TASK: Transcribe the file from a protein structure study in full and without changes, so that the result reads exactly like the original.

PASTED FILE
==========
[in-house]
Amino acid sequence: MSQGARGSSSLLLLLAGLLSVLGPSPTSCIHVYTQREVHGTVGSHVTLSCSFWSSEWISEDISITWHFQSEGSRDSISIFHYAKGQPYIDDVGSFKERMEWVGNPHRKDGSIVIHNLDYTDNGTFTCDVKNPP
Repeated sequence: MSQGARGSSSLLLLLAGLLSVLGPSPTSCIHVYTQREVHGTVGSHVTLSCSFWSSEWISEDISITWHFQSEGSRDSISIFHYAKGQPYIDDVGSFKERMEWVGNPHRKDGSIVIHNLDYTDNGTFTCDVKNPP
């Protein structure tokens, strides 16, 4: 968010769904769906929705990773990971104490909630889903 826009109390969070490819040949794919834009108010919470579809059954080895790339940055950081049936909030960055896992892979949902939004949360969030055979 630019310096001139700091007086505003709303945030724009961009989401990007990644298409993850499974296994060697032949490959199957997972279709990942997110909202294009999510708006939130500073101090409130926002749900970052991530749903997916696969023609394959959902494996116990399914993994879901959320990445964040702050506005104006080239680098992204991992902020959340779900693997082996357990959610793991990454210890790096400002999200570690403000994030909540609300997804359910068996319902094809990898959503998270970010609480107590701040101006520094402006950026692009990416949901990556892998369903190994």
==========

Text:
[in-house]
Amino acid sequence: MSQGARGSSSLLLLLAGLLSVLGPSPTSCIHVYTQREVHGTVGSHVTLSCSFWSSEWISEDISITWHFQSEGSRDSISIFHYAKGQPYIDDVGSFKERMEWVGNPHRKDGSIVIHNLDYTDNGTFTCDVKNPP
Repeated sequence: MSQGARGSSSLLLLLAGLLSVLGPSPTSCIHVYTQREVHGTVGSHVTLSCSFWSSEWISEDISITWHFQSEGSRDSISIFHYAKGQPYIDDVGSFKERMEWVGNPHRKDGSIVIHNLDYTDNGTFTCDVKNPP
């Protein structure tokens, strides 16, 4: 968010769904769906929705990773990971104490909630889903 826009109390969070490819040949794919834009108010919470579809059954080895790339940055950081049936909030960055896992892979949902939004949360969030055979 630019310096001139700091007086505003709303945030724009961009989401990007990644298409993850499974296994060697032949490959199957997972279709990942997110909202294009999510708006939130500073101090409130926002749900970052991530749903997916696969023609394959959902494996116990399914993994879901959320990445964040702050506005104006080239680098992204991992902020959340779900693997082996357990959610793991990454210890790096400002999200570690403000994030909540609300997804359910068996319902094809990898959503998270970010609480107590701040101006520094402006950026692009990416949901990556892998369903190994």